• Homeless population in downtown Olympia skyrockets

    By: Shelby Miller

    Updated:

    OLYMPIA, Wash. - City officials said the number of tents has increased tenfold in less than three months, from 30 tents in August to more than 300 tents in November. 

    “They’re not happy, no one’s happy with this. No one wants this,” said Homeless Response Coordinator Colin DeForrest.

    Including Justin McIntyre, who owns King Solomon’s Reef Café and Lounge. His diner sits about a block from one of the city’s homeless camps.

    “I hear a lot of, ‘Let’s just kick everyone out,’ and, it’s like, 'I have had these thoughts myself.' On a humanitarian level, I understand that that’s not a viable choice. It still sucks though to be like, I realistically might go out of business because people don’t want to shop on my block because of the homeless population,” said McIntyre. 

    The city said it’s working to make changes. Monday, city workers will begin slowly clearing lots to create a mitigation site.

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    “The goal of the mitigation site is to be that first positive step for some of these individuals,” said DeForrest. “It’s no longer going to be OK to be in the City of Olympia’s parking lot. We’re going to find a better option for you, and if you don’t want to do that, then Olympia might not be the spot for you.”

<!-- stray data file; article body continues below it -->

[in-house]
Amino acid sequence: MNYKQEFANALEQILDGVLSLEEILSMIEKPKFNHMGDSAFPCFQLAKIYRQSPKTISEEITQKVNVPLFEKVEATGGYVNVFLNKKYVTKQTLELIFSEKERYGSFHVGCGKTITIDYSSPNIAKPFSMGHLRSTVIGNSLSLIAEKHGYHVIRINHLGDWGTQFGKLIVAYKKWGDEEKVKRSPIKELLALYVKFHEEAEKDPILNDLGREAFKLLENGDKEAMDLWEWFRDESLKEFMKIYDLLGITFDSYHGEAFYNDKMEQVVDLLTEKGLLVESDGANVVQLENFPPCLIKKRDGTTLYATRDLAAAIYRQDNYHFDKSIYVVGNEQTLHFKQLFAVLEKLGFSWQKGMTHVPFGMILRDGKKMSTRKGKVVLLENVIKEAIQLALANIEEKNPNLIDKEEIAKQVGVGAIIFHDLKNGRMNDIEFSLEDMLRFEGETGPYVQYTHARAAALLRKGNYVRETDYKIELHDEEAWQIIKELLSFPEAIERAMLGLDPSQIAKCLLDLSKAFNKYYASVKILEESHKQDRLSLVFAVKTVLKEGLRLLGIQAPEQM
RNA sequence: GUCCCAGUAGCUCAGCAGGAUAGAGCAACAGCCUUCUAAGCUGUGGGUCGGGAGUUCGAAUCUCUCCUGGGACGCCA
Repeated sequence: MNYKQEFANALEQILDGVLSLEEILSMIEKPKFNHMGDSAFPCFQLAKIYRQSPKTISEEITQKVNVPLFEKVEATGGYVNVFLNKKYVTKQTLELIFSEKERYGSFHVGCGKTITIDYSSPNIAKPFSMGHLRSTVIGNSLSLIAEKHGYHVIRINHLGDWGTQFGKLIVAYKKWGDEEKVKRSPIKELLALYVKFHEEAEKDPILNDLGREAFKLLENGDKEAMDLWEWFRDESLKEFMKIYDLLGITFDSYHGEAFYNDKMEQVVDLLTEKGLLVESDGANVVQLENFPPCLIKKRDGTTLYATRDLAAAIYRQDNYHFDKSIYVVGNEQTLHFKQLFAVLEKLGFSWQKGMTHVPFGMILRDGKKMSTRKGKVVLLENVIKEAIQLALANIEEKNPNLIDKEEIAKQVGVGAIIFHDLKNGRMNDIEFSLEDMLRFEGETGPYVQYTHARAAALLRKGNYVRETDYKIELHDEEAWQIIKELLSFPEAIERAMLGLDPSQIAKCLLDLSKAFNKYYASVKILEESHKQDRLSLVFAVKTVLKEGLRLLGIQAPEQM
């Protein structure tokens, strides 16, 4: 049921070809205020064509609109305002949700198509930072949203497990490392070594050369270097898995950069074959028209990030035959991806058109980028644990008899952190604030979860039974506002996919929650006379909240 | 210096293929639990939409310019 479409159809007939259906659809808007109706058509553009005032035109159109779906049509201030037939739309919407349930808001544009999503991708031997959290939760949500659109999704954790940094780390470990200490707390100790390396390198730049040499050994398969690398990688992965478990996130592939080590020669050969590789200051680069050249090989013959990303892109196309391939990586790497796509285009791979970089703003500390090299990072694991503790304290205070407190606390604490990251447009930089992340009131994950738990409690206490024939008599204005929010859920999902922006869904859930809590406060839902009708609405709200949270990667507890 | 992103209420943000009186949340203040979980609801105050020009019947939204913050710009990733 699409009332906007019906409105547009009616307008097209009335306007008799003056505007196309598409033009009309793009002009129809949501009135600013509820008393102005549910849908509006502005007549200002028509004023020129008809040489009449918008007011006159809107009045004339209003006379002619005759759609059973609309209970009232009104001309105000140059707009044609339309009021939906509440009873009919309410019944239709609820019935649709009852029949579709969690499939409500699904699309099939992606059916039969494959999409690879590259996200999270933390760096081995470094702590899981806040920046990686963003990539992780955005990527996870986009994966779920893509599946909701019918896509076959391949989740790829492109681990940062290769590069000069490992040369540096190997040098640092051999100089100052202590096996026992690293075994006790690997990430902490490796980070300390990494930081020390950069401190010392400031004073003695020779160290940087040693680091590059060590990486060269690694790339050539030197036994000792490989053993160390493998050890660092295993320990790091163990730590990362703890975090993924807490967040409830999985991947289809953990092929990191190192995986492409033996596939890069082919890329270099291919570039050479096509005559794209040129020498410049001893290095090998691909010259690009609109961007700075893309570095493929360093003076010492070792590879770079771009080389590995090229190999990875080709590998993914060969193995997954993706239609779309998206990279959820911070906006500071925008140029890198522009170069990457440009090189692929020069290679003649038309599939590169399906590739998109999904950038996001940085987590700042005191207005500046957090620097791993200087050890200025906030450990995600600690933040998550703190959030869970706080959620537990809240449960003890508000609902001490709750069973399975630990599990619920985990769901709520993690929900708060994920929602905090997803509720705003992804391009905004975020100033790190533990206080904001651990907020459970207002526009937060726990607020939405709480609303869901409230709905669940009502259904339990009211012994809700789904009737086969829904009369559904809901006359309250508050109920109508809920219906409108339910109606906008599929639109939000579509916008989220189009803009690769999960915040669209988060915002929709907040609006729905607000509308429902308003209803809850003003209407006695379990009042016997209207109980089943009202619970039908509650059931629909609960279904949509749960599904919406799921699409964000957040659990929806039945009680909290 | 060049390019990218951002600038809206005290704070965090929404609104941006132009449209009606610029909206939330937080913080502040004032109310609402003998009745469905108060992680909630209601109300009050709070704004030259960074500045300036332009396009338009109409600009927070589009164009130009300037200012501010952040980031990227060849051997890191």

The mitigation site will be at Olympia Ave. NE and Franklin St. NE, which is a current homeless camp. It’ll be a first-come, first-serve site, fitting 80 people. Each person gets a 10-by-10-foot spot and a tent.

    DeForrest said it’ll be fenced with bathrooms, running water and trash cans.

    “I’ve been homeless since I was almost 6, so this is something that’s improved since I was little and I enjoy it,” said Bobbie Alf. 

    “I don’t know if it’s just going to be a Band Aid to quell the public’s opinion of houseless folks or if it’s going to be a more permanent solution that helps,” said Owl Pickren, who’s homeless.

    McIntyre isn’t sure either, but he is happy the city is trying to do something.

    “I’m very sympathetic and understanding of the cause. In my shoes I have to walk around in, it’s very hard to not be frustrated,” he said. 

    City officials said they’re spending about $100,000 to make changes and build the site. Construction begins the week of Dec. 3.

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